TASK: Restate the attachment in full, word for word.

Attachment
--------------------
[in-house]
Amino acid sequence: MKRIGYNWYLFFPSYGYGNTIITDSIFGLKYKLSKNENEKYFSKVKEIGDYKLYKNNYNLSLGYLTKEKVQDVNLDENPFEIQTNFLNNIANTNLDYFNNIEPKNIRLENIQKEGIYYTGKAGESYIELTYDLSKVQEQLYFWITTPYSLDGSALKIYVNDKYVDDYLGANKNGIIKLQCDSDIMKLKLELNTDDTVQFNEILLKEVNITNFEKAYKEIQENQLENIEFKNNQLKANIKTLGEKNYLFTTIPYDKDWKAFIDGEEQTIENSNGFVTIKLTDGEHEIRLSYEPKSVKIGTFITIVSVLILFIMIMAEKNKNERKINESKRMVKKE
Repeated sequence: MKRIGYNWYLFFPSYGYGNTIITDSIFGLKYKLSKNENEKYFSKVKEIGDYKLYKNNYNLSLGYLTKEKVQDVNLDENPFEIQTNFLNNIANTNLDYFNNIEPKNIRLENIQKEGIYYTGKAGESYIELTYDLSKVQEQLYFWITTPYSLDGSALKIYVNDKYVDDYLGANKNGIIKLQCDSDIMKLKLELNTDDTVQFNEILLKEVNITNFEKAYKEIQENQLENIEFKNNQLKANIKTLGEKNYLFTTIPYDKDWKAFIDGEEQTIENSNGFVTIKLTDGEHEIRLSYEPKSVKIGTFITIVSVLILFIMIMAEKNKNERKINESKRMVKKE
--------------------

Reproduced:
[in-house]
Amino acid sequence: MKRIGYNWYLFFPSYGYGNTIITDSIFGLKYKLSKNENEKYFSKVKEIGDYKLYKNNYNLSLGYLTKEKVQDVNLDENPFEIQTNFLNNIANTNLDYFNNIEPKNIRLENIQKEGIYYTGKAGESYIELTYDLSKVQEQLYFWITTPYSLDGSALKIYVNDKYVDDYLGANKNGIIKLQCDSDIMKLKLELNTDDTVQFNEILLKEVNITNFEKAYKEIQENQLENIEFKNNQLKANIKTLGEKNYLFTTIPYDKDWKAFIDGEEQTIENSNGFVTIKLTDGEHEIRLSYEPKSVKIGTFITIVSVLILFIMIMAEKNKNERKINESKRMVKKE
Repeated sequence: MKRIGYNWYLFFPSYGYGNTIITDSIFGLKYKLSKNENEKYFSKVKEIGDYKLYKNNYNLSLGYLTKEKVQDVNLDENPFEIQTNFLNNIANTNLDYFNNIEPKNIRLENIQKEGIYYTGKAGESYIELTYDLSKVQEQLYFWITTPYSLDGSALKIYVNDKYVDDYLGANKNGIIKLQCDSDIMKLKLELNTDDTVQFNEILLKEVNITNFEKAYKEIQENQLENIEFKNNQLKANIKTLGEKNYLFTTIPYDKDWKAFIDGEEQTIENSNGFVTIKLTDGEHEIRLSYEPKSVKIGTFITIVSVLILFIMIMAEKNKNERKINESKRMVKKE